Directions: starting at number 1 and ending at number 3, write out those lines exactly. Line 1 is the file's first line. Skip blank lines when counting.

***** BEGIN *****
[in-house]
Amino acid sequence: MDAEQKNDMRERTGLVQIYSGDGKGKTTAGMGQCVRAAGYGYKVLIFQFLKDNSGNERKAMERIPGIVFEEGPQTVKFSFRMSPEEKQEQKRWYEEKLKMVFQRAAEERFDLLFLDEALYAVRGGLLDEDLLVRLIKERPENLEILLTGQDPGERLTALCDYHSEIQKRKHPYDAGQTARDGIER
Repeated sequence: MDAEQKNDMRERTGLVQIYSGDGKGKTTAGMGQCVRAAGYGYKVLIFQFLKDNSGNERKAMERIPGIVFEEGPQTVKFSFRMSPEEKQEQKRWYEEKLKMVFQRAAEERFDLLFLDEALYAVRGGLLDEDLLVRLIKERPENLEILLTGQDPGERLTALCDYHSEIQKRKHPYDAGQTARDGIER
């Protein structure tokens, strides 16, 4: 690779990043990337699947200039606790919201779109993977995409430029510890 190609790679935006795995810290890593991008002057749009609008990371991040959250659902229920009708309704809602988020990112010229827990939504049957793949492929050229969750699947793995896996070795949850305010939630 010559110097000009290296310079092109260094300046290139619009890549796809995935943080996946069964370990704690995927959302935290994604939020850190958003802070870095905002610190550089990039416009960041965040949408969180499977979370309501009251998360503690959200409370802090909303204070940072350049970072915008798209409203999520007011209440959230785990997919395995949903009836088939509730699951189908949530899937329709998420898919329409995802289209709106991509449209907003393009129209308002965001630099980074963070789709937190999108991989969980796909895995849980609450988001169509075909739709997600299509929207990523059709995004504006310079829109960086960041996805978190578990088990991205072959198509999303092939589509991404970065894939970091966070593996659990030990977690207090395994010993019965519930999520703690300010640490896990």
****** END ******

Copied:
[in-house]
Amino acid sequence: MDAEQKNDMRERTGLVQIYSGDGKGKTTAGMGQCVRAAGYGYKVLIFQFLKDNSGNERKAMERIPGIVFEEGPQTVKFSFRMSPEEKQEQKRWYEEKLKMVFQRAAEERFDLLFLDEALYAVRGGLLDEDLLVRLIKERPENLEILLTGQDPGERLTALCDYHSEIQKRKHPYDAGQTARDGIER
Repeated sequence: MDAEQKNDMRERTGLVQIYSGDGKGKTTAGMGQCVRAAGYGYKVLIFQFLKDNSGNERKAMERIPGIVFEEGPQTVKFSFRMSPEEKQEQKRWYEEKLKMVFQRAAEERFDLLFLDEALYAVRGGLLDEDLLVRLIKERPENLEILLTGQDPGERLTALCDYHSEIQKRKHPYDAGQTARDGIER